strategic alignment, the zoo way

Last week I had the pleasure of hearing the Director of Vision, Innovation, & Strategy for the San Diego Zoo, sandiego_zooBeth Branning, speak about “Implementing Organization-Wide Strategic Alignment.”  The story of her efforts to drive through the organization the Zoo’s 5-year strategic plan provides some valuable insights and takeaways.

In addition to the difficulties inherent in strategy implementation, Beth faces some unique challenges:

  • The Zoo (actually the Zoological Society of San Diego, which runs the world famous San Diego Zoo, along with the Wild Animal Park and the Institute for Conservation Research) is a non-profit organization.  As a result, their payroll budget is limited and so they aren’t able to use monetary compensation as an incentive for employee cooperation.  And most employees are lifers (that is, they stay in their jobs until retirement), so upward mobility in the organization is also limited.  Therefore they can’t rely on the usual methods for motivating and rewarding employees for adopting the strategic plan.
  • Another implication of having employees with a long employment history with the organization is that many of them are quite skeptical of management initiatives like strategic plans.  They’ve seen more than their share of organizational changes that have come and gone without gaining traction – so they’re not likely to readily embrace a new strategic plan.
  • The Zoo also has an active Board of Trustees.  Unlike a typical non-profit board of directors, whose primary role is to support the organization financially, the Zoo’s board has been actively involved in the management of the organization.  Although Beth has no official authority over this additional group of stakeholders, she has to gain their support for and cooperation in implementing the strategic plan.

Some of the tactics Beth has deployed have successfully overcome these challenges:

–    Organization: They’ve created an implementation architecture in which organizationally-representative teams own every aspect of the strategic plan. For example, one part of the plan focuses on Identity (“transforming the identity of the Zoo into the global conservation leader by raising awareness of our conservation work, actively pursuing open strategic partnerships, and becoming catalysts for change.”)  So, a team of employees and managers from different areas of the company, along with selected board members, is responsible for the implementation of the Identity plan.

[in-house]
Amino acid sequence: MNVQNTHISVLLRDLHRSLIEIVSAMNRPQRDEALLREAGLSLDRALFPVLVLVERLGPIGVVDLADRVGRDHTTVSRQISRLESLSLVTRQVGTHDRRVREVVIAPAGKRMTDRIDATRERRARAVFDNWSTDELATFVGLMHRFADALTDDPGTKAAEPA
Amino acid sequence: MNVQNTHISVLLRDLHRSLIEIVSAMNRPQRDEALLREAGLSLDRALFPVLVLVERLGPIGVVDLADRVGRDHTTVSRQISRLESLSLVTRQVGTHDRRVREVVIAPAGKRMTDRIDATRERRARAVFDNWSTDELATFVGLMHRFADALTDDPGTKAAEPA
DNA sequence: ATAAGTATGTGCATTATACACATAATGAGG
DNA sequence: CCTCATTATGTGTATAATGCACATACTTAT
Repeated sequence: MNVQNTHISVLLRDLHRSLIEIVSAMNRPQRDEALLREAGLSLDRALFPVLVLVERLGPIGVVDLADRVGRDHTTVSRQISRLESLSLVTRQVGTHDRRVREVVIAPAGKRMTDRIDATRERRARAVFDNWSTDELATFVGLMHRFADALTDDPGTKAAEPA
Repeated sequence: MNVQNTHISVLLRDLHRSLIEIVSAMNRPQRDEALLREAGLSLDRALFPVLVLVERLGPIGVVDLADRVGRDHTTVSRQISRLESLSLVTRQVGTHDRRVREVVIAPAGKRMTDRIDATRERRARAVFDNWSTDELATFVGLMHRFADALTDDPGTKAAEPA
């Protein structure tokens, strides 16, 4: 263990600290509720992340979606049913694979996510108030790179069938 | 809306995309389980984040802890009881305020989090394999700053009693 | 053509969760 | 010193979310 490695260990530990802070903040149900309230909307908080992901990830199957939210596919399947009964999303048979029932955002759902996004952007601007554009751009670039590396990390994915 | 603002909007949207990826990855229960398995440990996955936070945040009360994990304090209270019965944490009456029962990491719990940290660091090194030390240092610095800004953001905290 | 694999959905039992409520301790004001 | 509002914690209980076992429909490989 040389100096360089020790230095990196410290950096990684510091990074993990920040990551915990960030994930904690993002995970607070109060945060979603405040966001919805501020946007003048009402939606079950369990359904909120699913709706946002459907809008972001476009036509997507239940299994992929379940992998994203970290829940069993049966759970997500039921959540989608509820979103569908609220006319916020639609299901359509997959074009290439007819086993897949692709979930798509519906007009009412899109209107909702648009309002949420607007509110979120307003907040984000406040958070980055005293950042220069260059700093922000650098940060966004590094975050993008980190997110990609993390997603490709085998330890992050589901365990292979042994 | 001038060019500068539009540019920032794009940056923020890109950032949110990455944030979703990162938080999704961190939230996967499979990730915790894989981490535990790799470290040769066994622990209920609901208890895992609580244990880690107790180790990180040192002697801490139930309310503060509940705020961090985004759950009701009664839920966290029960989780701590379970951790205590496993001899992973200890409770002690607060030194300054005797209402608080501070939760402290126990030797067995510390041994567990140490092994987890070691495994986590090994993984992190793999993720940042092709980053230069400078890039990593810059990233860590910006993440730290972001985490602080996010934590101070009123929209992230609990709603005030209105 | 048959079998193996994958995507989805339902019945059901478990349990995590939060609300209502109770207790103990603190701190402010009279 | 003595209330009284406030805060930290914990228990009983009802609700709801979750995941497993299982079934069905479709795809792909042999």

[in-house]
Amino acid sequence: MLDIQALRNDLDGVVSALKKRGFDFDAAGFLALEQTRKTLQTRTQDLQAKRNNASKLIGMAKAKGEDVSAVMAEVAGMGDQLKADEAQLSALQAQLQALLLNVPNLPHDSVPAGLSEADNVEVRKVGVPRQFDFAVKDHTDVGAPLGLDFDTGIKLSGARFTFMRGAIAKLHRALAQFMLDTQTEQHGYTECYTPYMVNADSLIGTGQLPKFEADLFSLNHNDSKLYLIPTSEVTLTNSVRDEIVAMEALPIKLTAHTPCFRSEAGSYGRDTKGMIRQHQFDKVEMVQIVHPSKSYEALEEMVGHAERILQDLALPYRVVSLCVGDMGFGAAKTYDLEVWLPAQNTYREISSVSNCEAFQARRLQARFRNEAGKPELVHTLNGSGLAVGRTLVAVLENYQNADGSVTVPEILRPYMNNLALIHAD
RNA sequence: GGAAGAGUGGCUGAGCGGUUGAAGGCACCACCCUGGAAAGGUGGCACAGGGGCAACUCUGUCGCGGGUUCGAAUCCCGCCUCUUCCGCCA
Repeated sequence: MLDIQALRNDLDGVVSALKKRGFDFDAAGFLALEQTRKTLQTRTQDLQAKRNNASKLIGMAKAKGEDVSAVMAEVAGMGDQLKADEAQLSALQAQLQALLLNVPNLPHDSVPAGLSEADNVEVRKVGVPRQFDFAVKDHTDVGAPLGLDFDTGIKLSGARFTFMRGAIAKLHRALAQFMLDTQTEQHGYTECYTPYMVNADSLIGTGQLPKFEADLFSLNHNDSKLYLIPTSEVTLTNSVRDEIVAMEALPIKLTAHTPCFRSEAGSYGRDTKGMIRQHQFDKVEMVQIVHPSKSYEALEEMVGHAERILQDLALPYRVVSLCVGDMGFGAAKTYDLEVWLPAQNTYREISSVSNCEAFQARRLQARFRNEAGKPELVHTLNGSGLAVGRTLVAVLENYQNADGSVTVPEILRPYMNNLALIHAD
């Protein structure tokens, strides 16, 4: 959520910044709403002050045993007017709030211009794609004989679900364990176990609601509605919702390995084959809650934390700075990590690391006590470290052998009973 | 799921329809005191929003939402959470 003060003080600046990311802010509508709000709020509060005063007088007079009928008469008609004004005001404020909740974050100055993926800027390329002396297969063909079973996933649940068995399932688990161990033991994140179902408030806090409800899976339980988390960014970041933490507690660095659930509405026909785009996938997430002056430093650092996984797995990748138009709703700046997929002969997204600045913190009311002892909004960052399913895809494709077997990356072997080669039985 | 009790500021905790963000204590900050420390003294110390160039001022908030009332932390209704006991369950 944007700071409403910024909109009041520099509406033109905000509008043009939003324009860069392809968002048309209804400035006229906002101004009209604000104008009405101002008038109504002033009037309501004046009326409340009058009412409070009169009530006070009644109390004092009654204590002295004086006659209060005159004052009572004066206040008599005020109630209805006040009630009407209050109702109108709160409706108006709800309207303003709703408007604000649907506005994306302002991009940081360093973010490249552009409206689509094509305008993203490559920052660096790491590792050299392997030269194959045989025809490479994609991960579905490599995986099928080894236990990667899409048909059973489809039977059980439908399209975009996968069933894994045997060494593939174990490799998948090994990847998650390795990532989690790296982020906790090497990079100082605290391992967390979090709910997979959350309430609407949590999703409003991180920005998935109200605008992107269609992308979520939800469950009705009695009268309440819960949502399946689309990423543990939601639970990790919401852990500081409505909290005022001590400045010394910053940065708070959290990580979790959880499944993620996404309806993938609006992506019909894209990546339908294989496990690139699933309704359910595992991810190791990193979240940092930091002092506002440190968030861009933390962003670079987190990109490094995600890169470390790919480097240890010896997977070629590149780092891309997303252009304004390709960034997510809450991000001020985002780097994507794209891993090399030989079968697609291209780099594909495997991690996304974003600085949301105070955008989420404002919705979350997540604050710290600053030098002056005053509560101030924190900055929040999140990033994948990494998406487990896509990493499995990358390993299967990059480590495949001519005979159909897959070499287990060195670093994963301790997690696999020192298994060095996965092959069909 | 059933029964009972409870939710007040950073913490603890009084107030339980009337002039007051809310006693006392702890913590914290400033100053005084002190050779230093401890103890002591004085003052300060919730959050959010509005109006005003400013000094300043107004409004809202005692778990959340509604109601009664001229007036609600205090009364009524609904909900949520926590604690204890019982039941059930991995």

They’ve also designated “STAT” teams – Strategic Action Teams – that convene with express purpose of removing implementation roadblocks.  STATs only meet when issues arise and their decisions are final.  As such, the combination of the organizationally-representative teams and the STATs ensures implementation is operationally feasible and facilitates organization-wide buy-in, while offsetting potential inertia by establishing clear decision-making protocol.

–    Planning Framework: The teams apply a planning framework in evaluating if existing programs and activities should continue and if new ones should be introduced.  The framework incorporates a view of ROI (Return on Investment) and ROM (Return on Mission) and aims for all programs and activities to be classified as “home runs” (high ROI and high ROM.)

San Diego Planning Framework

This framework has led them to identify quite a few things that are “profitable distractions” – those programs or activities that generate a lot of revenue but aren’t aligned with the Zoo’s vision and values.  Instead of simply shutting these down, however, they work on converting them into “home runs” by exploring how they could be modified in order to generate a higher ROM.  For example, a popular feature at the Wild Animal Park used to incorporate a Sponge Bob Square Pants video.  By switching the video out for a dynamic safari-themed one, they were able to maintain guest interest in the feature and improve its mission alignment.

–    Communication: Beth explained they have packaged the strategic plan into different formats that make it accessible and usable for different stakeholder groups. They named the plan “Lynx” (after the species of wildcat) and created a tool called “Pocket Lynx.”  It’s a business card-sized primer on the basic tenets of the plan for all employees to carry with them and refer to regularly.  So widespread has the adoption of this tool been, Beth encouraged us to ask a Zoo employee on our next visit there about Lynx and to see whether or not they could show us their Pocket Lynx!

They also hold an annual organization-wide “Lynx Expo” at which departments demonstrate to management, to the Board, to volunteers, and to each other how they are implementing the plan.  And they keep employees informed of progress through constant mini-updates in the Zoo’s regular communication vehicles and through regular email updates to all users and supervisors.

I really appreciated Beth’s talk because the approach and methods she outlined seem applicable to anyone trying to drive strategic change in organizations.  She seems to have connected the dots between strategy and implementation in a pragmatic, progressive way.

Thanks, Beth, for a great presentation and kudos to the entire Zoo organization for the rigor and commitment with which you’re fulfilling your vision of becoming the “world leader in connecting people to wildlife and conservation.”

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